The two primary OCT reactions between C4s (or auto-metathesis reactions) are:
1-Butene + 2-Butene  → Propylene + 2-Pentene
1-Butene + 1-Butene  → Ethylene + 3-Hexene

These reactions are the side reactions in OCT and are minimised through the use of excess ethylene. Consider the reaction between 1-butene and 2-butene to form propylene and 2-pentene: this is less selective for propylene, since two butenes form only one propylene.

The reaction for the production of 1-hexene is between two 1-butenes to form ethylene and 3-hexene. In the conventional metathesis system, the isomerisation function that converts 1-butene to 2-butene (for subsequent reaction with ethylene to produce propylene) is combined with the metathesis reactions. In CPT, these functions are separated. The key to CPT technology is the ability to produce the metathesis feed of interest by a combination of isomerisation and/or fractionation and then separately carry out the metathesis reaction to create the specific desired products. As part of CPT, Lummus has developed a highly selective double-bond isomerisation catalyst and a highly selective metathesis catalyst.

CPT for 1-butene production simply combines a double-bond isomerisation reactor system with a butene fractionation system. Raffinate 2 (with iso-butene removed to reach 1-butene specification) is fed to a combination isom unit plus fractionation system (Figure 2). Unlike conventional separation-only systems, the 2-butene is converted to 1-butene and the normal butene utilisation is dramatically increased. The double-bond isomerisation catalyst has no skeletal isomerisation activity, so 1-butene specification is maintained and there is no metathesis activity.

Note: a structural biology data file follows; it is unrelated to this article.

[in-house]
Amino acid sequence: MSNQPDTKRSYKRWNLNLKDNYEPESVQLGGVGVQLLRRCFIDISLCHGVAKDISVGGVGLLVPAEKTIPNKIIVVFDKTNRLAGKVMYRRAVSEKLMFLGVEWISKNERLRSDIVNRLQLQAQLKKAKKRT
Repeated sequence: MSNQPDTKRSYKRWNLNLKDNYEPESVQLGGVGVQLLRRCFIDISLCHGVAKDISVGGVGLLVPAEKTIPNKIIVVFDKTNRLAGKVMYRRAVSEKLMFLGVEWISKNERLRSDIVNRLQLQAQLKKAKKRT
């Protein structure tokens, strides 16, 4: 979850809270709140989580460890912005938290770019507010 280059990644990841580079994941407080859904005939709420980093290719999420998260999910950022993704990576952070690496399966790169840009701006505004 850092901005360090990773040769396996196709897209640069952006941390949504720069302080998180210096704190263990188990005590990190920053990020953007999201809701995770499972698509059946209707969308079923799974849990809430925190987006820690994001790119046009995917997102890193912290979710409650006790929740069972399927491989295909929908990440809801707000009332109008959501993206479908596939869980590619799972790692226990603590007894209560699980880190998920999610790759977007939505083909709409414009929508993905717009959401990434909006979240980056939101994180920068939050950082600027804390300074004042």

The production of 1-hexene from Raffinate 2 involves two more steps. After producing 1-butene, the second step is the metathesis of the 1-butene with itself to form ethylene and 3-hexene over a catalyst system that minimises any isomerisation of the 1-butene to 2-butene. The auto-metathesis effluent is sent to a depentaniser where high-purity 3-hexene is recovered (for the third step) and by-products ethylene and propylene are sent to recovery.

The third and final step is the isomerisation of the 3-hexene to 1-hexene, with purification, in a superfractionator where high-purity 1-hexene is produced overhead. This step uses the identical catalyst used for the 1 butene isomerisation.

High-purity 1-butene and 1-hexene can be co-produced simply by taking a 1-butene product stream. The technology has been fully demonstrated at semi-commercial scale. Using feed rates of over 1 MT/hr, all three steps have been successfully demonstrated in co-operation with our partner Sinopec. This unit ran for over 8000 hours and met all process goals. In addition, the product 1-hexene was used to produce commercial hexene comonomer LLDPE.

CPT for 1-hexene production can be compared to another on-purpose hexene technology: ethylene trimerisation. CPT uses a relatively low-cost feed and produces valuable by-products. Trimerisation starts with expensive ethylene feed. The trimerisation process utilises a loop reactor system and a rather complicated chromium-based homogeneous catalyst system. The residual chromium must be continually removed from the system and disposed.